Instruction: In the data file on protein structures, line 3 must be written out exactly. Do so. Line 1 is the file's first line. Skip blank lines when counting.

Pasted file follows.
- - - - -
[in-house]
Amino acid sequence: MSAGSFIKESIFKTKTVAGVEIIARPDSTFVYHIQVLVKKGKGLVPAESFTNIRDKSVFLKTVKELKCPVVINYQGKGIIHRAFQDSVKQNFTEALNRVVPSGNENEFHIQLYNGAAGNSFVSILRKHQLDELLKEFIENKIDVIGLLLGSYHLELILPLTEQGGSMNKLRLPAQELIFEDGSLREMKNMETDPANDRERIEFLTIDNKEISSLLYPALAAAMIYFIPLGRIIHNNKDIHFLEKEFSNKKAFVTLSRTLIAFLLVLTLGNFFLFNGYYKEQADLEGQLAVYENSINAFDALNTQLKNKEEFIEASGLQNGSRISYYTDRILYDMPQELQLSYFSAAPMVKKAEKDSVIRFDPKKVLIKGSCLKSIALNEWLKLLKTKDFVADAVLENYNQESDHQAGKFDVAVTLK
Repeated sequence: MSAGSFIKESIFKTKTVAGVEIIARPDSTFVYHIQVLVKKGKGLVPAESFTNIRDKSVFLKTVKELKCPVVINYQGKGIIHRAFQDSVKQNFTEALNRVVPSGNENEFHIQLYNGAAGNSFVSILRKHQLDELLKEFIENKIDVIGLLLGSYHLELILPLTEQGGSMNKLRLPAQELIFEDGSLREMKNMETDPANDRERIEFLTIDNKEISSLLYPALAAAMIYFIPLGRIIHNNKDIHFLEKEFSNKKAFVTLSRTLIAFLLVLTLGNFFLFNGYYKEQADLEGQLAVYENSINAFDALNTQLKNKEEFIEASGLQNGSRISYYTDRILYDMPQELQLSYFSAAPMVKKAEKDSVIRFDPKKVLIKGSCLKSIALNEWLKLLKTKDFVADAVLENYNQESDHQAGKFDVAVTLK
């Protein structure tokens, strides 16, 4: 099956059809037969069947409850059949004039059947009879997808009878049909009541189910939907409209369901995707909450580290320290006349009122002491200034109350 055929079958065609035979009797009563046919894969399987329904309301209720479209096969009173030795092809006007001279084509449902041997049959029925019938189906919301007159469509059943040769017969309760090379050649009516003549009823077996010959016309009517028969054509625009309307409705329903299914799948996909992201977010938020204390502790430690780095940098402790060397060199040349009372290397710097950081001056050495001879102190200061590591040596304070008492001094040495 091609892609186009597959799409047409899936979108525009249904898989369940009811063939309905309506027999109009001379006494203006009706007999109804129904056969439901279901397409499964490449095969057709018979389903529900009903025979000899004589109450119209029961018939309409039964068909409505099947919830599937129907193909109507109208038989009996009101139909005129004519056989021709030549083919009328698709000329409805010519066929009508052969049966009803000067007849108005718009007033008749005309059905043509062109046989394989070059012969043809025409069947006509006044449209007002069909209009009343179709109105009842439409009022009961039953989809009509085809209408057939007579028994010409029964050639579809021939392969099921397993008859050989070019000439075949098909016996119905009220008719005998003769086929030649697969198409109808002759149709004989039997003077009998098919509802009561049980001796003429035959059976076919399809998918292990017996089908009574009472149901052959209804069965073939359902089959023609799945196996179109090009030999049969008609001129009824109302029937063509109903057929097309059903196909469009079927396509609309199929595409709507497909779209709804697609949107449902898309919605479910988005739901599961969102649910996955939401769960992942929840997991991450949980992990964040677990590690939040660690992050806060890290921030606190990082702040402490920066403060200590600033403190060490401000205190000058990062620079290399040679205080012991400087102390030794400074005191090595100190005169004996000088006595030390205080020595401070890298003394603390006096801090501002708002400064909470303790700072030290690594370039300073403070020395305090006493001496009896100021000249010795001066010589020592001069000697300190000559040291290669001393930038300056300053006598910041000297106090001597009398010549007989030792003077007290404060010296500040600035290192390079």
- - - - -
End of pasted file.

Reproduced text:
Repeated sequence: MSAGSFIKESIFKTKTVAGVEIIARPDSTFVYHIQVLVKKGKGLVPAESFTNIRDKSVFLKTVKELKCPVVINYQGKGIIHRAFQDSVKQNFTEALNRVVPSGNENEFHIQLYNGAAGNSFVSILRKHQLDELLKEFIENKIDVIGLLLGSYHLELILPLTEQGGSMNKLRLPAQELIFEDGSLREMKNMETDPANDRERIEFLTIDNKEISSLLYPALAAAMIYFIPLGRIIHNNKDIHFLEKEFSNKKAFVTLSRTLIAFLLVLTLGNFFLFNGYYKEQADLEGQLAVYENSINAFDALNTQLKNKEEFIEASGLQNGSRISYYTDRILYDMPQELQLSYFSAAPMVKKAEKDSVIRFDPKKVLIKGSCLKSIALNEWLKLLKTKDFVADAVLENYNQESDHQAGKFDVAVTLK